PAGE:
Well, someone's gotta win the NFC, right? That's the rules. Playoff teams will be selected and there are no ties in the playoffs, so no matter what, come February one of these teams will be in the Super Bowl getting its ears boxed by the Patriots (see my AFC preview). Odds were snagged from Bodog.com around mid-August.
Arizona Cardinals 45/1
Ken Whisenhunt was the one everyone expected to take over the Steelers. A long time assistant to Bill Cowher and generally admired by the players, he was leapfrogged by an outsider, Mike Tomlin, and left feeling severely dissed. His consolation prize was the helm of the Cardinals, which would be like giving the loser on Jeopardy a steaming pile of turds as a parting gift.
Matt Leinart clearly has talent and will show it even more this year, which means it's a matter of time before he asks to get traded.
Atlanta Falcons 60/1
Joey Harrington gets a third chance, and he's probably exactly the person the Falcons need. Harrington is the anti-Vick in virtually every way possible. You can diss Harrington's skills, but you can't diss the man's behavior and attitude. For most football players, the high school image you have of them is abusing the nerdy kids. Harrington probably dropped in on the AV club now and then to tell them what a great job they were doing. He never talks out of school. Never has a bad word about his teammates. And he survived all those years with the Lions, so adversity is no challenge to him. Even though those who think he could succeed in the right environment now only consists of his friends and immediate family, he is just the guy to hold the Falcons together through the upcoming P.R. controversies, fan abandonment, and hopeless games — and that will be most of their games this year. In the future, if the Falcons turn things around, they'll have Harrington to thank for hanging on through these dark days.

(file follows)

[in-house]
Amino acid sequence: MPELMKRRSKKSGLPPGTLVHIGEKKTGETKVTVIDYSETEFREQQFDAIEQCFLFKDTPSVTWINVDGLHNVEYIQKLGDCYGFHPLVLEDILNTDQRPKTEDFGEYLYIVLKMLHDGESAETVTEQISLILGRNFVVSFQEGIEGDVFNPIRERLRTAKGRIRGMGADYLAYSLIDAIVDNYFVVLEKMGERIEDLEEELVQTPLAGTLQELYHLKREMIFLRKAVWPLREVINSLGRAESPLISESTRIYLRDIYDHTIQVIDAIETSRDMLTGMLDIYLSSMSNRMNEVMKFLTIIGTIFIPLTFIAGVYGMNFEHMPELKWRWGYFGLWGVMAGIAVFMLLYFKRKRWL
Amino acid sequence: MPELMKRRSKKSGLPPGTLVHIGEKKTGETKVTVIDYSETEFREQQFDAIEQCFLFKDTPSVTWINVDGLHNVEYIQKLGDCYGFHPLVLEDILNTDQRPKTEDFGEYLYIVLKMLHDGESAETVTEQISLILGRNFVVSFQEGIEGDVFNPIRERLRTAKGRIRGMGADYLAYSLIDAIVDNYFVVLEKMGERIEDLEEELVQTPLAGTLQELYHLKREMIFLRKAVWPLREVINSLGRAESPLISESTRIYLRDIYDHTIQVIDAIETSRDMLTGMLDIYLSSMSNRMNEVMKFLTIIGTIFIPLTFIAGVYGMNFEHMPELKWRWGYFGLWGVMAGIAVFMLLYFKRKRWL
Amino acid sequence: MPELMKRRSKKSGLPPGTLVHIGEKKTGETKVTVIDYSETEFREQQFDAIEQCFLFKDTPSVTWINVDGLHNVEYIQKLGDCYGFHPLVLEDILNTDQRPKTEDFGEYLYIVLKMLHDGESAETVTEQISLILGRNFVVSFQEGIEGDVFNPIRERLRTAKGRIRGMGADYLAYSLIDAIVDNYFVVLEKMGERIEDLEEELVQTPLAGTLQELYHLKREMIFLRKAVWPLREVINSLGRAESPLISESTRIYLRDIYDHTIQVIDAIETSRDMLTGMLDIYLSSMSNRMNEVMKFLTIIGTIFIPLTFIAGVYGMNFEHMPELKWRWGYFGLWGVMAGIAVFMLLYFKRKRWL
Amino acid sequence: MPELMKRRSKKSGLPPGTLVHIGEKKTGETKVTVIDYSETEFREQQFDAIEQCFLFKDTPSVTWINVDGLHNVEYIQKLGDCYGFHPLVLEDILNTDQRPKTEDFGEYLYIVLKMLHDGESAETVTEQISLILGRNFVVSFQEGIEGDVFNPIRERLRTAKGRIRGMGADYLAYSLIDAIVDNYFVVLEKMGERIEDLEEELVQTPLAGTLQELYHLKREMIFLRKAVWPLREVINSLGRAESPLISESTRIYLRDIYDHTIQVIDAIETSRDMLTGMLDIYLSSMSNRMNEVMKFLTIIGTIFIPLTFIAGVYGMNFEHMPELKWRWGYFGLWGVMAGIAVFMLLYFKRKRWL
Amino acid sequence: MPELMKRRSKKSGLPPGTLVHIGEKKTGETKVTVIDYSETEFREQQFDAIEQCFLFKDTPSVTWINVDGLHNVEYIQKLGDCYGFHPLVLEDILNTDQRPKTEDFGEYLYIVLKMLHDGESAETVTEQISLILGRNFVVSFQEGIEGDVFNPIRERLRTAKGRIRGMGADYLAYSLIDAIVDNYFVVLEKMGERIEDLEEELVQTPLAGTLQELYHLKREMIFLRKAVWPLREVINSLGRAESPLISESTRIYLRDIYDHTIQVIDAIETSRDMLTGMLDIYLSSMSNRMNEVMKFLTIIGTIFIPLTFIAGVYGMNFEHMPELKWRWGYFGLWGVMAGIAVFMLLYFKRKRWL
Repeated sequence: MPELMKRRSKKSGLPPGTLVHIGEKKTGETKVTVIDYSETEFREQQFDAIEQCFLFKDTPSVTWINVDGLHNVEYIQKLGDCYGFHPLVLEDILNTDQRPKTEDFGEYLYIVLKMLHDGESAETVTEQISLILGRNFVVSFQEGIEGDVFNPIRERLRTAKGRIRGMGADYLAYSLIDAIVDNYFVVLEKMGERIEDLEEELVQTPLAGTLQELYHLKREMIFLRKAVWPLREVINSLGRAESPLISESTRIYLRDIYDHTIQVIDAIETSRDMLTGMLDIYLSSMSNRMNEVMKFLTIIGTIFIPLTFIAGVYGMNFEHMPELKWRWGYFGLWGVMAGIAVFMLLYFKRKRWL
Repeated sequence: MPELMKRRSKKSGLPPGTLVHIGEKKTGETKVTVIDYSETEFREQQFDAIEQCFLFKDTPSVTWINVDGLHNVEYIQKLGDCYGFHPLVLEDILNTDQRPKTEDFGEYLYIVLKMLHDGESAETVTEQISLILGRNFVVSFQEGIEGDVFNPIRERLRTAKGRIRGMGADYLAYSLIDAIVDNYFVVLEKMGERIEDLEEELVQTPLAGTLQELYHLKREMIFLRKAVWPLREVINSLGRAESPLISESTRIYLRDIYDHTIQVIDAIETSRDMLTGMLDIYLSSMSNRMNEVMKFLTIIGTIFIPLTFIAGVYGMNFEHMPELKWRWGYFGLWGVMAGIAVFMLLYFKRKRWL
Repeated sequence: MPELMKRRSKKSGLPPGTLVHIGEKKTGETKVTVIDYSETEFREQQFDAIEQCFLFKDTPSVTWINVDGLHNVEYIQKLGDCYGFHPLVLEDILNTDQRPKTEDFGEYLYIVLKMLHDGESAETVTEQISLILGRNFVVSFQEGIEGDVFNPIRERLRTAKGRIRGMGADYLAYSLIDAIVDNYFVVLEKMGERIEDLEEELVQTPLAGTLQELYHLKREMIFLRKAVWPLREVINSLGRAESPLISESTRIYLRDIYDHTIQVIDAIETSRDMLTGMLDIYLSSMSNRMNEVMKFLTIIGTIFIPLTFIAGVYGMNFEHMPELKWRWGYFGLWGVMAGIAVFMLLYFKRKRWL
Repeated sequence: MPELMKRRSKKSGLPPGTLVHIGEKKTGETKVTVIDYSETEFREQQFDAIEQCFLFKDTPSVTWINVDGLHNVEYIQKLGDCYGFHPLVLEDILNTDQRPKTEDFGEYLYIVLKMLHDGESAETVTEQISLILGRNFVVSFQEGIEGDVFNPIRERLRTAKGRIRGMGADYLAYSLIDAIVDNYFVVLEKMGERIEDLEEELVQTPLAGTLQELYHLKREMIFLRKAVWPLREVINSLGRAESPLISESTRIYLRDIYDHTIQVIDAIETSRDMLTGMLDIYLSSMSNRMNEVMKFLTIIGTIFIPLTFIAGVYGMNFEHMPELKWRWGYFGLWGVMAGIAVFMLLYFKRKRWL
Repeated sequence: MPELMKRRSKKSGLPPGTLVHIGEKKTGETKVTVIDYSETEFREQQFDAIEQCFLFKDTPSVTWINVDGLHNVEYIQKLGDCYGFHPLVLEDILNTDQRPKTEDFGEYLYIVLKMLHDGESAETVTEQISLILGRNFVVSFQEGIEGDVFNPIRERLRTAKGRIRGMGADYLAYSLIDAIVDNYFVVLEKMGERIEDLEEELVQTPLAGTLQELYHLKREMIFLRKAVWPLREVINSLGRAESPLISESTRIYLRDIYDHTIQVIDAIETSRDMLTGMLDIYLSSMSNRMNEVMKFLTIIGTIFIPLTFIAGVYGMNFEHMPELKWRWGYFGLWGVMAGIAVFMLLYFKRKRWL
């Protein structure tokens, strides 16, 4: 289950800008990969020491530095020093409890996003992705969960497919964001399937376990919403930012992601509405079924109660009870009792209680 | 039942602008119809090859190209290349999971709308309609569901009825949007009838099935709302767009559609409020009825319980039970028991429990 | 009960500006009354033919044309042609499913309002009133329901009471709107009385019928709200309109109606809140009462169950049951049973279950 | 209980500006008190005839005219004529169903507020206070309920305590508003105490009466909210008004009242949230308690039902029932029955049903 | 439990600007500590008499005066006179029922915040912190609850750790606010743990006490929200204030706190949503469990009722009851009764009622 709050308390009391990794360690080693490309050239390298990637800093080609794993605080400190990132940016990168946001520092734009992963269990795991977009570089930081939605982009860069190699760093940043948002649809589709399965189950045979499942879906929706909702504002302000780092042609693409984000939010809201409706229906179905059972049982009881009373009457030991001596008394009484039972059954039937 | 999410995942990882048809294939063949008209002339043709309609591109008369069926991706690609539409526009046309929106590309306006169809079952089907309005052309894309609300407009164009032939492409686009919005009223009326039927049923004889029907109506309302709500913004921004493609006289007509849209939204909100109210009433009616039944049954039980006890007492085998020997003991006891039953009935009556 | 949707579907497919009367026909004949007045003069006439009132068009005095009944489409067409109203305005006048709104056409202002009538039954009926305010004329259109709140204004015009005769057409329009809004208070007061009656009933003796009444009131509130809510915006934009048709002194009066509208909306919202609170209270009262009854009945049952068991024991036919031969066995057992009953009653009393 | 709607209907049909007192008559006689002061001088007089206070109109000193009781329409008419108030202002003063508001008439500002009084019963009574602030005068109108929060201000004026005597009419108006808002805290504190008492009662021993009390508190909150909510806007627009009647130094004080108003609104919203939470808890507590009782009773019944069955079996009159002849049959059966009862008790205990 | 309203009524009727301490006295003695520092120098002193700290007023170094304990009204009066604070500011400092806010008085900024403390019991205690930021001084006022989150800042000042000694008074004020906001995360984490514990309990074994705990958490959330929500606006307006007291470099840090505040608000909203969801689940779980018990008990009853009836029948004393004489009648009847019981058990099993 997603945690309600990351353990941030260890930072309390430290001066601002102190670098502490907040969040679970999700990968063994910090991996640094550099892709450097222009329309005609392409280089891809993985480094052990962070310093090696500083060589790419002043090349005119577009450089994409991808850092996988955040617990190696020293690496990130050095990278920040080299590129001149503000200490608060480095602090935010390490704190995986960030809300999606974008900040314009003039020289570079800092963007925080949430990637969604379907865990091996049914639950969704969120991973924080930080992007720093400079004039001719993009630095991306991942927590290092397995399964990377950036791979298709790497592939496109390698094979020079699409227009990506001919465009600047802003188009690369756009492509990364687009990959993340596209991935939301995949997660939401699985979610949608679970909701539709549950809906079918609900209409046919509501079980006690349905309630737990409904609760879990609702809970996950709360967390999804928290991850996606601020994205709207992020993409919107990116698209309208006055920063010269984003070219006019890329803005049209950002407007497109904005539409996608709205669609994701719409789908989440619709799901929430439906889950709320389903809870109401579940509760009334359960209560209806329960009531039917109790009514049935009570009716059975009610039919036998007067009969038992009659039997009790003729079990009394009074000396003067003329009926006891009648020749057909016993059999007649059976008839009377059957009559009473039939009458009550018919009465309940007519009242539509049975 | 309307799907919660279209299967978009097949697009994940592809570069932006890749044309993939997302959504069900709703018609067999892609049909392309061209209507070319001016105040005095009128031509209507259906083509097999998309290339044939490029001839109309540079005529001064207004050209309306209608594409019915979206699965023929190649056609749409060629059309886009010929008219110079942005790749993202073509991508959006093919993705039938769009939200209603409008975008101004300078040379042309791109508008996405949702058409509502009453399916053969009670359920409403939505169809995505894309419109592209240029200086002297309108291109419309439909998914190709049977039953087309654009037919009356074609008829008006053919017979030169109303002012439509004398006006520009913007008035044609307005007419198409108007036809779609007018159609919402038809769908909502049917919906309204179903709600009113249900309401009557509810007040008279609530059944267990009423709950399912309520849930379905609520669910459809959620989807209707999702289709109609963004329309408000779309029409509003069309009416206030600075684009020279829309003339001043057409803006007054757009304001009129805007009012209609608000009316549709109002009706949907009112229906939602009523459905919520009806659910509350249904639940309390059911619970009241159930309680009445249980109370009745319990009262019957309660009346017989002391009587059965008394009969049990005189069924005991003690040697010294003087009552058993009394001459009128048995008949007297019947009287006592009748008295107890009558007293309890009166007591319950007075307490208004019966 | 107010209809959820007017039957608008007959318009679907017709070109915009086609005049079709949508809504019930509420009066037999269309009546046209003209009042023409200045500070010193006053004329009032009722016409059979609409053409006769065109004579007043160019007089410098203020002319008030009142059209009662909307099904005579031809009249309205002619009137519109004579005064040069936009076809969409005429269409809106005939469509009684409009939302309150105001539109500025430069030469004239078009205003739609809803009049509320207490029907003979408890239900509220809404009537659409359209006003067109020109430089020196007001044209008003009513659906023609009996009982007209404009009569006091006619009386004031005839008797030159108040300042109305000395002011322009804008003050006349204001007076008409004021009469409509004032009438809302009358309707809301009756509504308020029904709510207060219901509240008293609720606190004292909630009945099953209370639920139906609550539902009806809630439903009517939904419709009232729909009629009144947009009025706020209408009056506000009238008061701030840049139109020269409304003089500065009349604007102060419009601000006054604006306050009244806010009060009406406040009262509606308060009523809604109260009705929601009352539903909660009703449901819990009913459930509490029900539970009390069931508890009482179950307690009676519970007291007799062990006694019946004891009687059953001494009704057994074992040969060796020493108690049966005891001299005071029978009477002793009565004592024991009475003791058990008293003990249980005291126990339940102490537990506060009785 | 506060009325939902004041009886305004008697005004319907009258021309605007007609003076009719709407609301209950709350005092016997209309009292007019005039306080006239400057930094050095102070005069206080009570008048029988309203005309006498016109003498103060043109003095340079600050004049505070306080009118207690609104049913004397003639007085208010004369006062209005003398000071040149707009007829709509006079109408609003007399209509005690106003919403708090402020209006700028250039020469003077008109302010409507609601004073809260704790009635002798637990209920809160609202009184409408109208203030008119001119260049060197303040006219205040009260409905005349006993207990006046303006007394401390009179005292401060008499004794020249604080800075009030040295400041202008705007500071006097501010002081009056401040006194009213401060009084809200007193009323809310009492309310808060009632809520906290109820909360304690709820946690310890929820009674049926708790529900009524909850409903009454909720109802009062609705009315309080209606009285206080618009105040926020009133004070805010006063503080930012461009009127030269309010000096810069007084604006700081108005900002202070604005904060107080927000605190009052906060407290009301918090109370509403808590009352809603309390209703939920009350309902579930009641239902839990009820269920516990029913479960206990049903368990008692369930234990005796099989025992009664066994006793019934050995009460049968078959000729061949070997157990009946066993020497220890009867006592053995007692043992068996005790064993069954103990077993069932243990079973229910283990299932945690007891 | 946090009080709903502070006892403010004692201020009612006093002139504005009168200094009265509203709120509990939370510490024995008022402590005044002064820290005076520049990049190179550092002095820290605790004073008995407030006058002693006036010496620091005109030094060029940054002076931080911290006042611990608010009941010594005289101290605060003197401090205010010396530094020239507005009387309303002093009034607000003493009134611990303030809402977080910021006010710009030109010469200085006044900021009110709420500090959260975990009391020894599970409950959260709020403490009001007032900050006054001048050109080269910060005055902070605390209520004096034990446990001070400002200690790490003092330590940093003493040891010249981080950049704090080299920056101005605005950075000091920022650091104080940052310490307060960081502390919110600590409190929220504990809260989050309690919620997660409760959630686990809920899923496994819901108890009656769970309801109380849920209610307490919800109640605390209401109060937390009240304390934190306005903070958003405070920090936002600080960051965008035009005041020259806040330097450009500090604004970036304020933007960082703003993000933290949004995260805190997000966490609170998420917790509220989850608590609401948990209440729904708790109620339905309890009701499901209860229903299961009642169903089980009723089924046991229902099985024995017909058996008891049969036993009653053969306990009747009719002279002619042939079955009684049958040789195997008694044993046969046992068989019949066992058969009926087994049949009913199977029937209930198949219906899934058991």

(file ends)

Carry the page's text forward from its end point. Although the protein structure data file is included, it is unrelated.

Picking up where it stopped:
By the way, Football Outsiders has two stats they use to evaluate individual players. One is DVOA, which we have discussed before, the other is DPAR, Defense Adjusted Points Above Replacement, which is a essentially a measure of how well a player did compared to what a could be expected from a replacement player. In 2006, Joey Harrington outperformed Michael Vick in both measures.